Vallerie A. Maurice, Merrill, Thomas A., Morgan, Johnny W. | 4/28/2005 3:22:22 AM
Participants in the LSU AgCenter’s Diversity Conference earlier this month got a healthy dose of advice that respecting, understanding and honoring diversity is the right thing to do.
The conference, which was held Feb. 9-12 in Baton Rouge, built on last year’s successful national event and focused on continuing its theme by billing this year’s conference as "Second Helpings of Diversity Gumbo: Recipes for a Multicultural Workplace."
Workshops and seminars during the conference covered a broad range of issues such as faith and diversity, race and gender in the workplace, understanding the culture of poverty and breaking the "glass ceiling."
Peppered through the conference, however, was the overriding message that being different is OK and that making diversity a priority is important.
Baton Rouge attorney Brace Godfrey stressed that in his keynote address, which emphasized that work on diversity issues in an organization must be treated as the right thing to do – not just window dressing.
"Diversity does not simply mean opening the door to diverse individuals and saying come in," Godfrey said in his remarks about hiring, retaining and making employees with diverse backgrounds feel at home. "But it does mean that we should say come in and really mean it."
Although the LSU AgCenter’s diversity conference marked its fifth year in 2005, this was the second year it was open to a national audience and the first time it attracted a truly international audience – with at least some participants from Norway and Argentina.
Officials say giving LSU AgCenter employees and colleagues from across the country a chance to increase their knowledge of diversity is an integral part of the AgCenter’s own diversity initiatives.
"What we wanted to do was open the event up to more people so that there would be an opportunity for more diverse ideas," said Vallerie Maurice, the LSU AgCenter’s director of diversity and assistant to the chancellor.
The LSU AgCenter’s diversity initiatives, which began in earnest in early 1998 and were the first of their kind in the LSU System, have included community outreach forums to determine how to better serve all Louisiana citizens, diversity training for faculty and staff and a variety of other programs to ensure the LSU AgCenter is an inclusive organization that capitalizes on the diversity of its employees and its clientele.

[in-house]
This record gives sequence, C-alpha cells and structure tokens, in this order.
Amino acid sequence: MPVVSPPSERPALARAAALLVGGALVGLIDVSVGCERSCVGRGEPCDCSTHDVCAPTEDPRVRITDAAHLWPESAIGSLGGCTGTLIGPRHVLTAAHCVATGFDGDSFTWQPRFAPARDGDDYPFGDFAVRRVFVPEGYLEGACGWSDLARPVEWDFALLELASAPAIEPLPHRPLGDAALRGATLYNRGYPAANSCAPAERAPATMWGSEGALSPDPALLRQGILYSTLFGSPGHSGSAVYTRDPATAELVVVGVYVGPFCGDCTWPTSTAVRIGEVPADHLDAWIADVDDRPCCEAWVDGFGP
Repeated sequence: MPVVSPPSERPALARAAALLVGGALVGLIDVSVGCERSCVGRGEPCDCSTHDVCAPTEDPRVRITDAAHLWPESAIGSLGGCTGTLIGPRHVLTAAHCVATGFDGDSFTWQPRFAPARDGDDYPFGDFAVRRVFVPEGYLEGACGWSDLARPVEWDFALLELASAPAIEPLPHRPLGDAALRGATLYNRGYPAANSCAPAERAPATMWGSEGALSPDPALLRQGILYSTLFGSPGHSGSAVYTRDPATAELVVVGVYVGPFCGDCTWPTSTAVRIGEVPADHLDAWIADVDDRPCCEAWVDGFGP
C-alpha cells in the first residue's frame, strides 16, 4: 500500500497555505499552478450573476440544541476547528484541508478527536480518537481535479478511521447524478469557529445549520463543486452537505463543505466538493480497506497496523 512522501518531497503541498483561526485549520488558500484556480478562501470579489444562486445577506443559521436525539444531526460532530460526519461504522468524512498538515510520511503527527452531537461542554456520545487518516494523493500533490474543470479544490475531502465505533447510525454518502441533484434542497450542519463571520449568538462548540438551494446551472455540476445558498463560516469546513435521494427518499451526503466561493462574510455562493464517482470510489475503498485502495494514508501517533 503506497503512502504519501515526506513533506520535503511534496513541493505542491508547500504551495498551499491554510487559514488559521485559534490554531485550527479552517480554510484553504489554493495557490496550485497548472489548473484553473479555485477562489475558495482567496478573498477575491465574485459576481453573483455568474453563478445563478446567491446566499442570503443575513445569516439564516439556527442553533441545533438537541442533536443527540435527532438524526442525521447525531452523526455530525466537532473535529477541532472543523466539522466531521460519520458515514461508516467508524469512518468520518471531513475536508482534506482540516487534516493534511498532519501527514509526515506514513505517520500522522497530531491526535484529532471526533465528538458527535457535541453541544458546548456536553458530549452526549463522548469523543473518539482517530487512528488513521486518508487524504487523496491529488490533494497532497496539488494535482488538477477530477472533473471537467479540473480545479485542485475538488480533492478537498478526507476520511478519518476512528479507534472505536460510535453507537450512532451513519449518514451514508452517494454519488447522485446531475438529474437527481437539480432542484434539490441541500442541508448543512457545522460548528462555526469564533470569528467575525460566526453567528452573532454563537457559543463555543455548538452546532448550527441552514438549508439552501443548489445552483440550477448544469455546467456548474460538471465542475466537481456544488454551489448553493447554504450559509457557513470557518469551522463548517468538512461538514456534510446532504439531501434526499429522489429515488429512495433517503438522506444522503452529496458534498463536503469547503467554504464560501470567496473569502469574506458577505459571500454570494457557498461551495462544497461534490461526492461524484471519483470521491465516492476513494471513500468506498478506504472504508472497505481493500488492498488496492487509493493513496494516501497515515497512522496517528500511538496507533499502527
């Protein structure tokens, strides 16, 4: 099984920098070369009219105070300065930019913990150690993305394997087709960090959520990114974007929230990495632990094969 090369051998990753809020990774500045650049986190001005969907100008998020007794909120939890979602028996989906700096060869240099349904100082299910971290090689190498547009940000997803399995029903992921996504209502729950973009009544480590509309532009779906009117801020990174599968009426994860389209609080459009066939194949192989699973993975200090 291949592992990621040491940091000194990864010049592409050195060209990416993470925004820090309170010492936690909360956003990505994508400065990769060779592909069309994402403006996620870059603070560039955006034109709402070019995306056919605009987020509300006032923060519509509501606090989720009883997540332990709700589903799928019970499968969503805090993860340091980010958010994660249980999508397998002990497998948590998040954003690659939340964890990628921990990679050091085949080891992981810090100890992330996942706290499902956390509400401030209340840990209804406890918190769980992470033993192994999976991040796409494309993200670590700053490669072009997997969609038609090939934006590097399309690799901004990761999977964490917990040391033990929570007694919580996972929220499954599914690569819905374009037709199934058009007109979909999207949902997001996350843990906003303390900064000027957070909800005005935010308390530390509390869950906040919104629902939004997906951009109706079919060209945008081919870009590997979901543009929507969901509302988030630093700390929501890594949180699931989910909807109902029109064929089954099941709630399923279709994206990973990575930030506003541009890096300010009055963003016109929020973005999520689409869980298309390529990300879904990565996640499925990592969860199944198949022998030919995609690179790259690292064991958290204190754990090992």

LSU AgCenter Chancellor William "Bill" Richardson opened this year’s conference by discussing the strides that have been made over the past few years in the area of diversity.
"We know that through the diversity efforts of the LSU AgCenter we truly can achieve our mission of improving the quality of life for all the people of Louisiana through the best research and educational programs we can conduct," Richardson said.
Richardson and Maurice also stressed another important milestone for this year’s conference.
"While we have actively involved faculty and staff from Southern University in our diversity initiatives from the beginning, this was the first year that the Southern University Ag Center was a co-sponsor of the conference," Maurice explained, stressing the importance of cooperation between the state’s two land-grant universities on diversity issues.
One of the indications of that cooperation was the inclusion of a visit to the Southern University’s African American Museum as one of several educational tours designed to help conference participants learn more about other cultures – as well as different work environments, such as the urban forest and research station operated by the LSU AgCenter at its Burden Center in Baton Rouge.
"It has been a joy to listen and share with the others here at the conference. I believe that in order for us to move forward we will have to learn about the cultures of others," said Sadie Roberts-Joseph, founder and curator of the Odell S. Williams Now and Then Museum of African American History in Baton Rouge, who was one of approximately 250 conference participants.
Roberts-Joseph also stressed that it is important to be proactive in making sure people learn about diversity, and she complimented the LSU AgCenter for its efforts.
Like Roberts-Joseph, Frank Owens, an Iowa State University extension specialist who participated in the conference, said the topics discussed were very timely and very much needed.
"What I’ve found is that diversity is an ongoing process. It’s one that has to be worked on in some way every day of our lives," Owens said, adding, "I don’t know if it’s something that we will ever complete, but we just have to keep working at it."
The conference was coordinated by the LSU AgCenter’s Office of Multicultural Diversity and its Diversity Council. It was co-sponsored by the AgCenter, Entergy of Louisiana, Our Lady of the Lake Regional Medical Center, Southern University Agricultural Research and Extension Center, AmSouth Bank, Blue Cross/Blue Shield of Louisiana, 100 Black Men of Baton Rouge, American Express and Baton Rouge Coca-Cola Bottling Co.
For more details about the work of the LSU AgCenter, which covers topics ranging from lawns and gardens to nutrition and health, visit www.lsuagcenter.com.
Contact: Vallerie Maurice at (225) 578-4163 or email@example.com
Johnny Morgan at (504) 838-1170 or firstname.lastname@example.org
Tom Merrill at (225) 578-2263 or email@example.com